#1
i was thinking of upgrading and curious about these. I know one channel is clean, then the two are distortion, but one is usually a lead channel. Typically which one has the effects and higher gain? the distortion lead channel, or the distoriton rythem channel thanks
#2
Well usually it is clean->crunch->overdrive/distortion/lead

edit: oh...rhythm is crunch I guess...
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#3
lead normally has higher gain, it takes more gain to noticeably overdrive when you are playing single notes than chords. You'll notice that yourself, you get very much quiter and less distorted when you switch from rhythm to lead.
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#4
On more complex amps, you can set up the channels the way you want - the general setup is indeed clean/crunch/gain, though personally I prefer a crunch/heavy crunch/lead sort of set up.
#5
my splawn is a 3 channel amp its clean, od 1 (plexi) od 2 (jcm 800)

to be honest id like it much more if it was a 2 channel amp or even a single channel amp and just boost it with pedals

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#6
Amps that have more than two channels, unless you pay quite a bit of money, won't sound as untainted as single, or two channel amps. Which is one of the reasons as to why boutique amp makes rarely develop two channel amps; because they realise it contorts, and slightly controls the original tone.

Examples of three channel amps that still sound great:
Framus Dragon
Brunetti XLR-Evo
Mesa/Boogie Triple Rectifier
Diezel VH4
ENGL SE
Koch Multitone II
Hughes&Kettner Trilogy
Soldano Decatone
Marshall JVM401

Neither of those amps have effects, though. Typically, the third channel has the highest gain, but only because it is designated as a lead channel and thus generally requires that extra push. That's not to say you can't dime the second channels gain up max and have that as your dirtiest tone. The higher grade amps are best for that.
#7
yeah, like angrygoldfish said, amps that are three channels and cheaper usually have one sh*t chandont sound as good, or have a horrible channel. kinda like the xxx, the ultra channel is absolutely terrible.
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#8
typically what amp companies do is they develop a decent twin channel amp and then tack a Fender Twin preamp on it (only adds 1 tube) and call it a 3 channel amp.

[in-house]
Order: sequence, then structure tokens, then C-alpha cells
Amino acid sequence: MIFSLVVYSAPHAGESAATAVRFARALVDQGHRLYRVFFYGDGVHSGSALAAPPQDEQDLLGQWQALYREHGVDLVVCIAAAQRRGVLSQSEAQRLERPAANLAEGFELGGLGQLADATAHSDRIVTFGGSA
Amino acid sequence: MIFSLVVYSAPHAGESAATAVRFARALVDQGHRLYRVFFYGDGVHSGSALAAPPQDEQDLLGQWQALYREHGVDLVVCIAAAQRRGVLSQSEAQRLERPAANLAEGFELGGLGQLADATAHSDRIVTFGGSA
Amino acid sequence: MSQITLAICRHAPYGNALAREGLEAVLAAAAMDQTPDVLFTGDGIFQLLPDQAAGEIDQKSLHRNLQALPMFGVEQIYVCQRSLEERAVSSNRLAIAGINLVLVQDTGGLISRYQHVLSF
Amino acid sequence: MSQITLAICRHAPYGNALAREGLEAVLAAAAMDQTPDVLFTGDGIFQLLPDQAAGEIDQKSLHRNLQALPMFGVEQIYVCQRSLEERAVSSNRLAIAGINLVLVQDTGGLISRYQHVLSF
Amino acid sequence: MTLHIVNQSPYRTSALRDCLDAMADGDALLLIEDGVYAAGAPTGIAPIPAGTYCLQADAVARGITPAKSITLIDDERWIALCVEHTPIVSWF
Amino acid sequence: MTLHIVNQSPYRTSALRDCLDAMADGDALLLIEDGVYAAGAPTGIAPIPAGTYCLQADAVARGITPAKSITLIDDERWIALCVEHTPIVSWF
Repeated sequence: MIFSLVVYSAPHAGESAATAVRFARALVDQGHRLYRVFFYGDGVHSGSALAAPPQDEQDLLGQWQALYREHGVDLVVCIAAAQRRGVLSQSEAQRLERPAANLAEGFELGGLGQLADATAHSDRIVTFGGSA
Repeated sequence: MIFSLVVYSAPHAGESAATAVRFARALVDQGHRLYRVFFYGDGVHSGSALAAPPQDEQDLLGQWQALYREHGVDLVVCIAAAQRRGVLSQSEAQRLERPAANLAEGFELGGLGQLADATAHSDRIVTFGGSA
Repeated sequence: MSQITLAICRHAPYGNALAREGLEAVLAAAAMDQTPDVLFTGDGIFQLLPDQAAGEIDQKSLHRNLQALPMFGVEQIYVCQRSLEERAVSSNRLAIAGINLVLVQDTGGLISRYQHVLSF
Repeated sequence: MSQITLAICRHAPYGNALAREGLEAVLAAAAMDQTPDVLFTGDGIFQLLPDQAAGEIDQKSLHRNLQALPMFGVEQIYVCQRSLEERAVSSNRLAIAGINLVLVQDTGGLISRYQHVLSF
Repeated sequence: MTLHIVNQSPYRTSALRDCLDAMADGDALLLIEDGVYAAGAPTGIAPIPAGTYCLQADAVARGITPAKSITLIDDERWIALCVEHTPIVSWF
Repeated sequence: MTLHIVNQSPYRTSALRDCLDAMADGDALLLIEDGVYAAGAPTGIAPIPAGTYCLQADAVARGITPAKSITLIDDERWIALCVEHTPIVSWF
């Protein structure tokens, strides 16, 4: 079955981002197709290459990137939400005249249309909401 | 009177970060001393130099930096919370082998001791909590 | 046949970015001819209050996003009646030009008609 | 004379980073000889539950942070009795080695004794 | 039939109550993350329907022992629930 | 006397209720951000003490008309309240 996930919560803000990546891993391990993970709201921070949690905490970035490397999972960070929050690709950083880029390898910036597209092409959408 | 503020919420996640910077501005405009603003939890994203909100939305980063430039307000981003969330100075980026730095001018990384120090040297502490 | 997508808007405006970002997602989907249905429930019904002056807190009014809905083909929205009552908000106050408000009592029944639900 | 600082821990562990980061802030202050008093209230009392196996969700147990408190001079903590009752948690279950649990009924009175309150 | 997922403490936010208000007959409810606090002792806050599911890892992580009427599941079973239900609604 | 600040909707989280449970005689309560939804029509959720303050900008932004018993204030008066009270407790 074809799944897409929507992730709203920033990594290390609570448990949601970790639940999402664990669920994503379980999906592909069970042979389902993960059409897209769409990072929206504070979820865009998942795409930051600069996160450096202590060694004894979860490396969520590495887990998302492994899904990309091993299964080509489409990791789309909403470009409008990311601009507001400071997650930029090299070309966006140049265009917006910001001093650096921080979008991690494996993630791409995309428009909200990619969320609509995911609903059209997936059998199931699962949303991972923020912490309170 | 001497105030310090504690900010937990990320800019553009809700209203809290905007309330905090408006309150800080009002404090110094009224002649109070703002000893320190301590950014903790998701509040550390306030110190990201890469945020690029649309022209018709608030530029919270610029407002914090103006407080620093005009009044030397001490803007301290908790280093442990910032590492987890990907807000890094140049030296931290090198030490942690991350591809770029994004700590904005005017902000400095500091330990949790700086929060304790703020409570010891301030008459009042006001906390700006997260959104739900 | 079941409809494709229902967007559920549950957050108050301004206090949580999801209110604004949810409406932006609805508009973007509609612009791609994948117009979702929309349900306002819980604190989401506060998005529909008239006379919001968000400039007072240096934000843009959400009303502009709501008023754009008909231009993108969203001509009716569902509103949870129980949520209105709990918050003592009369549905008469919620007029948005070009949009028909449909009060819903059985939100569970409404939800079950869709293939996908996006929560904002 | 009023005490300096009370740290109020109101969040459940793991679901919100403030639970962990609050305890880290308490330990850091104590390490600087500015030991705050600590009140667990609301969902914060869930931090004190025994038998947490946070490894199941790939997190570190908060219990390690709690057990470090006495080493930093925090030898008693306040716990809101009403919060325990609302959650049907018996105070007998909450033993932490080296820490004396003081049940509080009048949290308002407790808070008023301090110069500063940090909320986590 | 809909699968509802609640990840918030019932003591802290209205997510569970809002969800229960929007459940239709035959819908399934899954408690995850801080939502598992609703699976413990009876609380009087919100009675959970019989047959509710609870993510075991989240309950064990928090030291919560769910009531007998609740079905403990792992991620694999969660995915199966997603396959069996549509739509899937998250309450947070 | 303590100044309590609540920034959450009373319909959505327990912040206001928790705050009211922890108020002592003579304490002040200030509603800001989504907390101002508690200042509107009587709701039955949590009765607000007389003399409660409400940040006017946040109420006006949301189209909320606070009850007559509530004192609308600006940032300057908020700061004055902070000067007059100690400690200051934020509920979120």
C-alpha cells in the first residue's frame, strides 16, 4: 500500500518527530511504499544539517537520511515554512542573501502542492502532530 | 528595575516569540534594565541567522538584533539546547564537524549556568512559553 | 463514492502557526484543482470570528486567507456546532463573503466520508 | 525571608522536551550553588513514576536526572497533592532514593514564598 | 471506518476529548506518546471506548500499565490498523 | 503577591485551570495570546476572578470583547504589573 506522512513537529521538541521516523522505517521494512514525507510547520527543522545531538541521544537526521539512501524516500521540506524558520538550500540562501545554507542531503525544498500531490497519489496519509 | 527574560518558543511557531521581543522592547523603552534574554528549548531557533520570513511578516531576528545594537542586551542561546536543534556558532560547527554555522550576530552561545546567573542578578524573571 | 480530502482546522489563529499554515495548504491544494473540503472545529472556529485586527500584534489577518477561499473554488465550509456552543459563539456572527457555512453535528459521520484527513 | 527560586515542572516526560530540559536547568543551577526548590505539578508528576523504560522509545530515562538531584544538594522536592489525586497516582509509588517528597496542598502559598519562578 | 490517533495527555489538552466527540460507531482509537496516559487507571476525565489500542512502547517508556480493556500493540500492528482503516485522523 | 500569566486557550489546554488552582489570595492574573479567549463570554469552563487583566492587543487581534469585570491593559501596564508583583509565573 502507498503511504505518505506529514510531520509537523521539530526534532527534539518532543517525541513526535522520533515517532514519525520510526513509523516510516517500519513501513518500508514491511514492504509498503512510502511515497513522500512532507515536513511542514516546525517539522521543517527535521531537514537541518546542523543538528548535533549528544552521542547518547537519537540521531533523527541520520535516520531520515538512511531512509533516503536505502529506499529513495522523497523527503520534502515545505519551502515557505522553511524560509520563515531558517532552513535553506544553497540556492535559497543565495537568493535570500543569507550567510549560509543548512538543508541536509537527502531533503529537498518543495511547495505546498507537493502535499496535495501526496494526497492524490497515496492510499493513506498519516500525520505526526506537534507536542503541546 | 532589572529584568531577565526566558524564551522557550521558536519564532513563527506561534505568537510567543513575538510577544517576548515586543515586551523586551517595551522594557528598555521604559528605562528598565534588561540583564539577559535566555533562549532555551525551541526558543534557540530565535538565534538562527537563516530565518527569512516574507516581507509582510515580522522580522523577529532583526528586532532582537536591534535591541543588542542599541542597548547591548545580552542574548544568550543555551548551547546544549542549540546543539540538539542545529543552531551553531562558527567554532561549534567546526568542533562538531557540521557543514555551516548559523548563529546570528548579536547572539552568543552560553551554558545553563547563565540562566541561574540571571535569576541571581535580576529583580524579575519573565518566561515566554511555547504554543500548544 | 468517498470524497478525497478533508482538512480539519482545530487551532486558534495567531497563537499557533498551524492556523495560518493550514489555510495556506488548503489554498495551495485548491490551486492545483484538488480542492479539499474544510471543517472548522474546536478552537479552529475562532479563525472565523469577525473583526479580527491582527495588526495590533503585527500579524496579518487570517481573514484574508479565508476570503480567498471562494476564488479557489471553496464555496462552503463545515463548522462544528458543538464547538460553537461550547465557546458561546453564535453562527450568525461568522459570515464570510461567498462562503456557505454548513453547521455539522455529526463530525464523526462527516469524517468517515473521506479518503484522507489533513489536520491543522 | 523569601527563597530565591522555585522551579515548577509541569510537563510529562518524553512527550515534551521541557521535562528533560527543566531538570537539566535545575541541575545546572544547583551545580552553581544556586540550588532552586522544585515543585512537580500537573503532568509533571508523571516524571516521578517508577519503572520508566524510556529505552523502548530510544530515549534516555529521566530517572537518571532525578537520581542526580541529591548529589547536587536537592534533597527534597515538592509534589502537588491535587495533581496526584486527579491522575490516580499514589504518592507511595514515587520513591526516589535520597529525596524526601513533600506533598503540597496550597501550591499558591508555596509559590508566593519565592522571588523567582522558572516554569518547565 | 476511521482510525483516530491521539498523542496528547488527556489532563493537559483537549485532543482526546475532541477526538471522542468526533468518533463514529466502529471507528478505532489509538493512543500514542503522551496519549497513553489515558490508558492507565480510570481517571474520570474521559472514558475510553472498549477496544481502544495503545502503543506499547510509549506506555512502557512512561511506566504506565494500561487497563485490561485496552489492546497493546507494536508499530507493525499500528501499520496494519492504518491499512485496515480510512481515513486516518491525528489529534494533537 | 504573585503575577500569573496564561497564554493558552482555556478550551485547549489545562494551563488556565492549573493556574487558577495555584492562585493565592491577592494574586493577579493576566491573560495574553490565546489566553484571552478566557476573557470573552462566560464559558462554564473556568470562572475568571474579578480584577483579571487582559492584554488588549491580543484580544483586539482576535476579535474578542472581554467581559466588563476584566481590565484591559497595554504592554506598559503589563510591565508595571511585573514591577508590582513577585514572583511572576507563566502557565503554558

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#9
To be honest, I'd recommend avoiding multi channel amps. Adding pedals to the mix will give you a far more diverse and discerning tone.
#10
Quote by Holy-Diver
yeah, like angrygoldfish said, amps that are three channels and cheaper usually have one sh*t chandont sound as good, or have a horrible channel. kinda like the xxx, the ultra channel is absolutely terrible.

I agree kinda, the Ultra is okay but compared to the crunch channel it lacks depth, fullness, and charter and I cannot seem to EQ around it either, its not bad but when I use it I like "why am I messing with this when the other channel sounds better", then I switch to the other channel. I would have been more happy with two crunch channels than the ultra channel personally.
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#11
2, 3 and 4 channel amps don't sound worse than single channel amps. Most of it is in the design of the amp and if the amp sounds lesser, it's because of the components used and the design layout of it.

My 6100 sounds great on all 3 channels and pretty accurately replicates the single channel amps it was made to sound like. My Road King sounded awesome on all 4 channels as well. The Randall RM4, though a bit different, is another great multi-channel amp.

Single channel amps with pedals simply can't compete with a good 2 or 3 channel amp in versatility imo.
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#12
From the experience I've had with multi-channel amps, the majority of them go to waste. I predict it's because some were not as useful as others, or the character of the amp itself seemed lost within them. It might be the fact that I had no demand for them. And pretty much every amp I've owned (Framus, ENGL, Line 6, Mesa) the first two channels were the only ones I really utilized.
I think a twin channel amp has far more diversity in it because adding pedals to the mix seems more applicable and worthwhile.

I certainly see that everyone has different tastes, and because of owning different amplifiers, it's a pretty standard thing to say that not all hear a tone the same way.